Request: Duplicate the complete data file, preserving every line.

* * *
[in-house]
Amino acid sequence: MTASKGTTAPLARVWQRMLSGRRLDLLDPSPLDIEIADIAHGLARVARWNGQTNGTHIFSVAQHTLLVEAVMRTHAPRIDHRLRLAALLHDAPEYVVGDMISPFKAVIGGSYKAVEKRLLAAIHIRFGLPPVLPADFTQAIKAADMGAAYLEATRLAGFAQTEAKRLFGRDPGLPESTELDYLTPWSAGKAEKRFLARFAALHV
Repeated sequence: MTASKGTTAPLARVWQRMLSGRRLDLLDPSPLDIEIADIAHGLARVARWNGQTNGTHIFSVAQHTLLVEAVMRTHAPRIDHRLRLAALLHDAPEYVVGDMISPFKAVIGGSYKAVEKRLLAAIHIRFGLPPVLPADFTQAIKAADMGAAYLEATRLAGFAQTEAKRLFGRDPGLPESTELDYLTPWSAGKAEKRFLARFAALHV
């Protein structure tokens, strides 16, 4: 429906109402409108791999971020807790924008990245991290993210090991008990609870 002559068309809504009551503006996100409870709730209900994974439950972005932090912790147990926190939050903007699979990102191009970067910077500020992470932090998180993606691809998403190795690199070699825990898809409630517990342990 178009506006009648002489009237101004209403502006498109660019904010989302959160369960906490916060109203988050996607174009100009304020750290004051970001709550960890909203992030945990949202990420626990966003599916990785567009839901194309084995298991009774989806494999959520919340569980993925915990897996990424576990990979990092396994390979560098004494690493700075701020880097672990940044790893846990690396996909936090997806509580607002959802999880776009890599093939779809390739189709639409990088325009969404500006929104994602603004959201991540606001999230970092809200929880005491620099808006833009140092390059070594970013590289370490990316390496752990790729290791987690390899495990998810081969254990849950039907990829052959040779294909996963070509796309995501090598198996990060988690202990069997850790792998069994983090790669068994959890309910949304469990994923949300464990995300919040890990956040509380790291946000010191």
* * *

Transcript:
[in-house]
Amino acid sequence: MTASKGTTAPLARVWQRMLSGRRLDLLDPSPLDIEIADIAHGLARVARWNGQTNGTHIFSVAQHTLLVEAVMRTHAPRIDHRLRLAALLHDAPEYVVGDMISPFKAVIGGSYKAVEKRLLAAIHIRFGLPPVLPADFTQAIKAADMGAAYLEATRLAGFAQTEAKRLFGRDPGLPESTELDYLTPWSAGKAEKRFLARFAALHV
Repeated sequence: MTASKGTTAPLARVWQRMLSGRRLDLLDPSPLDIEIADIAHGLARVARWNGQTNGTHIFSVAQHTLLVEAVMRTHAPRIDHRLRLAALLHDAPEYVVGDMISPFKAVIGGSYKAVEKRLLAAIHIRFGLPPVLPADFTQAIKAADMGAAYLEATRLAGFAQTEAKRLFGRDPGLPESTELDYLTPWSAGKAEKRFLARFAALHV
């Protein structure tokens, strides 16, 4: 429906109402409108791999971020807790924008990245991290993210090991008990609870 002559068309809504009551503006996100409870709730209900994974439950972005932090912790147990926190939050903007699979990102191009970067910077500020992470932090998180993606691809998403190795690199070699825990898809409630517990342990 178009506006009648002489009237101004209403502006498109660019904010989302959160369960906490916060109203988050996607174009100009304020750290004051970001709550960890909203992030945990949202990420626990966003599916990785567009839901194309084995298991009774989806494999959520919340569980993925915990897996990424576990990979990092396994390979560098004494690493700075701020880097672990940044790893846990690396996909936090997806509580607002959802999880776009890599093939779809390739189709639409990088325009969404500006929104994602603004959201991540606001999230970092809200929880005491620099808006833009140092390059070594970013590289370490990316390496752990790729290791987690390899495990998810081969254990849950039907990829052959040779294909996963070509796309995501090598198996990060988690202990069997850790792998069994983090790669068994959890309910949304469990994923949300464990995300919040890990956040509380790291946000010191």